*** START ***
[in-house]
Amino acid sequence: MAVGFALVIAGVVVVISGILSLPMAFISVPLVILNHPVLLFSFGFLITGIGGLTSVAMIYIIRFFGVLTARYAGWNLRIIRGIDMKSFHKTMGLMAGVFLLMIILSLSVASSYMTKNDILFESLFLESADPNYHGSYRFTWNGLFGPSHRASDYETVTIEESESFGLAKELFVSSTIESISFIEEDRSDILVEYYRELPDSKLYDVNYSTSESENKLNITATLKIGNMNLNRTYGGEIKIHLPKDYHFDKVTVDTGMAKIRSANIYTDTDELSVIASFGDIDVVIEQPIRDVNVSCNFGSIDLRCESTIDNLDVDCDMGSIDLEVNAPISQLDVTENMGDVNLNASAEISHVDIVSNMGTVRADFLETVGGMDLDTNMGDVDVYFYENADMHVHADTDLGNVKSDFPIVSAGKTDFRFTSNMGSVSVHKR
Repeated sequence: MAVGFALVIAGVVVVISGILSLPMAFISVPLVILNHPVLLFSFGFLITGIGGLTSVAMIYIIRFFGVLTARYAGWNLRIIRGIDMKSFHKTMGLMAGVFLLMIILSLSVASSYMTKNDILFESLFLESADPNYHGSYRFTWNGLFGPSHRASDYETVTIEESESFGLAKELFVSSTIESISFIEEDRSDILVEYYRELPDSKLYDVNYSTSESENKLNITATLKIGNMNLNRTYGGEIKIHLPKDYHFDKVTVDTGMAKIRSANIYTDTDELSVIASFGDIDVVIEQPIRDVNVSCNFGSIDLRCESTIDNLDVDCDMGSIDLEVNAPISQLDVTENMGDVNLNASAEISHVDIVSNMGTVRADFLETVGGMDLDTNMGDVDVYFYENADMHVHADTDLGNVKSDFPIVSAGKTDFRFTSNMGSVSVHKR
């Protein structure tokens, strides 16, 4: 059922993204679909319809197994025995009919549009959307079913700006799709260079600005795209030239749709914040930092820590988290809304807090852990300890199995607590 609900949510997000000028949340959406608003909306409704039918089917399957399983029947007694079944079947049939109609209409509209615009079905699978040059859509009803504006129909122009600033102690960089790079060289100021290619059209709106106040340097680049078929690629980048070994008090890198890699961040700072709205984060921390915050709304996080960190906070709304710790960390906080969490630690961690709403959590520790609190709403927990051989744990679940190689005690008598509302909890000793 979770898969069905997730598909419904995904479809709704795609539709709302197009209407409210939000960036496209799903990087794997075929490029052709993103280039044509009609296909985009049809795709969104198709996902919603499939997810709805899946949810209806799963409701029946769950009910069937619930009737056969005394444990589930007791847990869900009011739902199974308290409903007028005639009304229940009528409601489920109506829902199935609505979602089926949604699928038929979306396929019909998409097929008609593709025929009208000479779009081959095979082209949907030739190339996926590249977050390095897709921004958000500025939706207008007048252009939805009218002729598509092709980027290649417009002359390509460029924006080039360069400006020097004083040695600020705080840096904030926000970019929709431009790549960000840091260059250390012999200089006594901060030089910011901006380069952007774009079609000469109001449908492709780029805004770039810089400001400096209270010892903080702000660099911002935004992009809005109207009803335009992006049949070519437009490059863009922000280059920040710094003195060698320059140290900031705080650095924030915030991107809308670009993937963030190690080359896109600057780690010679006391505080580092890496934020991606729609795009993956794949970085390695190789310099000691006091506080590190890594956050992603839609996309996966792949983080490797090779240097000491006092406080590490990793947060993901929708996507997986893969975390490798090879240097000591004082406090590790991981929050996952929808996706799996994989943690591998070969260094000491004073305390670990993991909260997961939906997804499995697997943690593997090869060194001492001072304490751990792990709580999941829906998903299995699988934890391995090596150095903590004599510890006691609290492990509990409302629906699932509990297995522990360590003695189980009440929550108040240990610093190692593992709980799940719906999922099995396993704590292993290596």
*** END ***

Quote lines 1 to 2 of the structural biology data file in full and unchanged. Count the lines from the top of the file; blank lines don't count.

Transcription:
[in-house]
Amino acid sequence: MAVGFALVIAGVVVVISGILSLPMAFISVPLVILNHPVLLFSFGFLITGIGGLTSVAMIYIIRFFGVLTARYAGWNLRIIRGIDMKSFHKTMGLMAGVFLLMIILSLSVASSYMTKNDILFESLFLESADPNYHGSYRFTWNGLFGPSHRASDYETVTIEESESFGLAKELFVSSTIESISFIEEDRSDILVEYYRELPDSKLYDVNYSTSESENKLNITATLKIGNMNLNRTYGGEIKIHLPKDYHFDKVTVDTGMAKIRSANIYTDTDELSVIASFGDIDVVIEQPIRDVNVSCNFGSIDLRCESTIDNLDVDCDMGSIDLEVNAPISQLDVTENMGDVNLNASAEISHVDIVSNMGTVRADFLETVGGMDLDTNMGDVDVYFYENADMHVHADTDLGNVKSDFPIVSAGKTDFRFTSNMGSVSVHKR